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5 criteria for breeding robot-ready cows

Jean-Dominic Caron Published on 16 October 2015

Robotic milking has established itself more and more across the country – to the detriment of tiestall barns. Although this milking and herd management method provides several advantages, it also requires producers to adapt their level of management and choice of bulls in order to achieve success.

What should be the criteria to prioritize for choosing a bull when using robotics? As Shakespeare once said, “That is the question …”



1. For myself, whether using robot milkers or not, when the time comes to select a bull, the first criterion for a breeder should be somatic cell count and resistance to mastitis. Never use bulls with an index greater than 3 for proven sires and 2.85 for genomic sires (in order to leave you a margin).

The cost of mastitis (treatment, lost milk, additional work, etc.) and the risks of recurrence, as well as the risks of contaminating the bulk tank with antibiotics, should be enough reason to convince you to avoid using these bulls even if their conformation is generally good.

2. In my opinion, feet and legs are the next priority. Good heel depth should help prevent hoof infections. Along these same lines, a good rear-leg rear view should favor connecting the robot milker by avoiding pressure from the rear legs on the rear udder – in order for the milker to cling to the cow’s teats in the middle or toward the end of milking.

3. Another important criterion is the mammary system. Sceptics would be amazed at the robot milker’s ability to connect to a poor udder. Attention in udder selection should focus especially on teat position and length.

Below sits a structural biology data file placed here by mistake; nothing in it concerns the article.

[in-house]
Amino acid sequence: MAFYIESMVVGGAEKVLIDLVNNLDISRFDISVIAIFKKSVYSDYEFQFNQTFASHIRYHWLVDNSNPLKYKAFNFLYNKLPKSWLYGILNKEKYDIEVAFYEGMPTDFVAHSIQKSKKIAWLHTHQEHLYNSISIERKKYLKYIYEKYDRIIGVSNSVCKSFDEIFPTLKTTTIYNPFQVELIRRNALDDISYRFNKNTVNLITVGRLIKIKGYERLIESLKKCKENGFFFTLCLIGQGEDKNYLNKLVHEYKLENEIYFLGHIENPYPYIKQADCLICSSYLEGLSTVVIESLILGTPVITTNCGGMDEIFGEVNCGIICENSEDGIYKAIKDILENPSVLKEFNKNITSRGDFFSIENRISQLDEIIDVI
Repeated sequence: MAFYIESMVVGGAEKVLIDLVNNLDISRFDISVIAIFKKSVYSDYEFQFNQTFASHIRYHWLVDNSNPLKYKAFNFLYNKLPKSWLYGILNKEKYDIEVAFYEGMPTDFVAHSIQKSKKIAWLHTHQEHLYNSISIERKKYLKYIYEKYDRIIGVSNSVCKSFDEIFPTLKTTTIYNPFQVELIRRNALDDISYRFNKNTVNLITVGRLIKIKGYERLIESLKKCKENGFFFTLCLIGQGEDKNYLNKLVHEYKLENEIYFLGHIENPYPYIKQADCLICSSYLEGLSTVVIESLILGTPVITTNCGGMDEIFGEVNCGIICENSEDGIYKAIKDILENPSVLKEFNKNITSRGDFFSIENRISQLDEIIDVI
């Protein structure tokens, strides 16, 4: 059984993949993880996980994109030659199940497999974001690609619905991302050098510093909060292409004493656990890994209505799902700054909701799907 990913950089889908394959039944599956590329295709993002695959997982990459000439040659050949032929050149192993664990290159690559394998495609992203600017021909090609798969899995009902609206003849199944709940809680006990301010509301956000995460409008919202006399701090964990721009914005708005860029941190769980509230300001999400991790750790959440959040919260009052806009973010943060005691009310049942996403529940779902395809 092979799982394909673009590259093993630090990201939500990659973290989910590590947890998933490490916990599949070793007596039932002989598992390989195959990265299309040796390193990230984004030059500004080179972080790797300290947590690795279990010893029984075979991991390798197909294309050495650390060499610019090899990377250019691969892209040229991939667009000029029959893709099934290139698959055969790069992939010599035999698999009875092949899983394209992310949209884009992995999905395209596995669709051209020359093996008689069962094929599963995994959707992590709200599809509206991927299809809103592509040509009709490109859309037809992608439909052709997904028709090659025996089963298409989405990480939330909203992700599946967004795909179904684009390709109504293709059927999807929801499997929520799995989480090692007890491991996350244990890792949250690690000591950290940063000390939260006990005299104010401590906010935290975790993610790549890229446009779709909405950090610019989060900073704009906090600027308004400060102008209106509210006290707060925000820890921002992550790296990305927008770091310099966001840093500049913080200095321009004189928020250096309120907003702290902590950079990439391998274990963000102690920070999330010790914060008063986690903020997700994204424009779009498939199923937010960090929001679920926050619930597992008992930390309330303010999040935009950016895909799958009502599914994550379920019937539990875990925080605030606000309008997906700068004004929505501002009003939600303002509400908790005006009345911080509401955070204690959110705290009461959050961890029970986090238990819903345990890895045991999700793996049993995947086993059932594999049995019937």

Therefore, it is important to work to have teats that are not too long or too short, as well as in an adequate position that appears to be not too pushed to the back or too far in the front.


However, my expertise has led me to observe that one of the major reasons related to problems with connecting cows to the robot milker is the difficulty in seeing the rear teats due to a lower inverted udder.

Unfortunately, the industry provides very little or no data about bulls on this subject. More emphasis will surely be placed on this in the coming years with the increase in popularity of robot use.

4. In my previous point, I discussed connection difficulties, which leads me to talk about my fourth point: milking speed. Given that a robot has a limit related to the number of cows that it can milk in a day, one of the ways to increase its productivity is to supply it with cows that are quick to milk.

5. The last criterion I would like to share with you is temperament. There is a difference between an aggressive cow at the feeder and a stressed cow.

We want to have calm cows at the robot milker and aggressive ones at the feeder – not stressed cows that hold in their milk and try to pass between two stalls when they encounter another individual.

For comparison purposes, sports enthusiasts like players with character (aggressive); nonetheless, it is deplorable when they take stupid penalties.


Finally, these factors are, in my opinion, the keys to success in terms of genetics when using robot milkers. Don’t forget – the best cows with robots are the ones that we don’t see.

They don’t fail to connect or need “mastitis attention,” and they are never in the group that is late to arrive for milking. Robotic milkers are incredible tools that are going to revolutionize milk production, but you will still be the manager.  PD

Jean-Dominic Caron is a robot milker adviser for Ciaq

Jean-Dominic Caron
  • Jean-Dominic Caron

  • Robot Milker Adviser
  • Ciaq